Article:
Sunday, October 14, 2007

hellenic horror

ravencult - 'temples of torment'

released: september 2007
dark essence records

1. the sigil of baphomet 2. in times of demise 3. onslaught command 4. blessed in heresy 5. commence the burning of heavens 6. the nightsky codex 7. utter cold void 8. the needles of truth

After a few more months of absence, nothing better to kick too.many.records. back to life than a bit of fucked-up black metal from hell, right? Well, it's not really hell, it's Greece, but don't let that little fact affect your judgement of Ravencult, because there is little Mediterranean-ness, or none at all, in their music. Unlike, say, Rotting Christ, to keep it in Greece, or Negură Bunget, to go a little bit up north to Romania, who are both living proof that black metal can jolly well have nothing to do with creepy Nordic woods, Ravencult have chosen not to wear their geographical origins on their sleeves. 'Temples Of Torment', their debut album, goes in the same direction that the couple of demos and the EP had gone already - which is the traditional orthodox BM sound.

Okay, so there are the foundations for a bit of bashing, right? Fortunately, this is one of those times when it's really cool to be wrong. There isn't anything revolutionary, or even mildly innovative, about 'Temples Of Torment', but sometimes we should remember that if something is well done, it doesn't have to necessarily break new ground all the time, or at all. When I say we, it's also a bit of self-criticism. We snobby reviewers are a bit obsessive about the originality thing, which at the end of the day is a good thing, because creativity should be valued above all things, but can also have perverse effects, like demeaning records that are pretty (or ugly, in this case!) conventional in form and/or concept, but are nevertheless quality releases that end up being played a lot even after we have scoffed at them about being "generic".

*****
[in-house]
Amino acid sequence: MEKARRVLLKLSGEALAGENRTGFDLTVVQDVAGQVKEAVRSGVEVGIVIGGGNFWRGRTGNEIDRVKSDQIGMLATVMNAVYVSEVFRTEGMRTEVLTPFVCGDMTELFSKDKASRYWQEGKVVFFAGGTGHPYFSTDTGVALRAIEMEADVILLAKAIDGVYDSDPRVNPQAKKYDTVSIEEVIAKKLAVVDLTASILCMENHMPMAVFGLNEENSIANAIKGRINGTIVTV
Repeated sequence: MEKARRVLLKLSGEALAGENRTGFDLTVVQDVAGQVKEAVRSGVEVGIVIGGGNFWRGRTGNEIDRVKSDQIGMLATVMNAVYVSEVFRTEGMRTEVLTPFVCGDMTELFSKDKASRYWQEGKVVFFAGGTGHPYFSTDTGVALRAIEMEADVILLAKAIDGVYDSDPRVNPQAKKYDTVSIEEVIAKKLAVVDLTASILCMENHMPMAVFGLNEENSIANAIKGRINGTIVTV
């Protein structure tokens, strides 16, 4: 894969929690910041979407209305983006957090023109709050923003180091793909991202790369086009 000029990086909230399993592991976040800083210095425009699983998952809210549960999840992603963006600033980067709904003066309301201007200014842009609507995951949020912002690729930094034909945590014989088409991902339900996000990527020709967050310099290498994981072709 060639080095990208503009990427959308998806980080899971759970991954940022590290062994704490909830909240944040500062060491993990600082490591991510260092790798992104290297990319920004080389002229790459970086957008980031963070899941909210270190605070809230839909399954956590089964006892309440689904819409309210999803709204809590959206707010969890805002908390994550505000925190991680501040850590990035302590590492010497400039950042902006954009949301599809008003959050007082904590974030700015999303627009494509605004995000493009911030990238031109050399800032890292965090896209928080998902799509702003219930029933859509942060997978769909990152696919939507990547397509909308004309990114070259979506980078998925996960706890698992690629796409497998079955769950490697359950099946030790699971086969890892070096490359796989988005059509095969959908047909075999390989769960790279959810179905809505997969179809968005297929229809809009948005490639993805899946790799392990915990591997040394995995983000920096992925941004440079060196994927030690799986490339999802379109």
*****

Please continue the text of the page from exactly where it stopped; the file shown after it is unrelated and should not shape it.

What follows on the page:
'Temples Of Torment' is a perfect example of that, as it is mostly following the footsteps of genre classics but it's also a blast anyway, exhaling a foul, evil atmosphere and providing diversity and meaty slabs of blasphemous brutality. The fact that important figures are involved in this album, like Knut Magne Valle (who played guitar for Arcturus and Ulver, for example) who produced the album and Stephen O'Malley (Sunn O))), Khanate) who did the cover art, lends a certain credibility to the band and might make a few more people take notice, but might also give misleading expectations. There is nothing experimental, melodic or lushly produced about 'Temples Of Torment' - sandwiched between the over-saturated samples of a church choir that open and close the album (similar to the one that precedes L'acephale's savage 'Book Of Lies'), you get no-frills, keyboard-free nasty black metal in the vein of Darkthrone or Bathory, except with a better sound and a few deviations into mid-tempo, like on 'In Times Of Demise, that work really well in terms of atmosphere.

Regardless of the speed, the aggression is vicious and constant, the bile reaching its high point on the hideously creepy 'The Nightsky Codex', a dissonant Aura Noir-like song that would be a serial killer hiding in the woods if it was magically turned into a person.

If you like your black metal raw and abrasive, while still maintaning musicianship and quality songwriting, Ravencult should be on your list of priorities.

the good: an example of how there's always life in a genre if things are done right, truly evil atmosphere
the bad: nevertheless, there isn't anything new here, or greek for that matter

song of the day:
'The Nightsky Codex'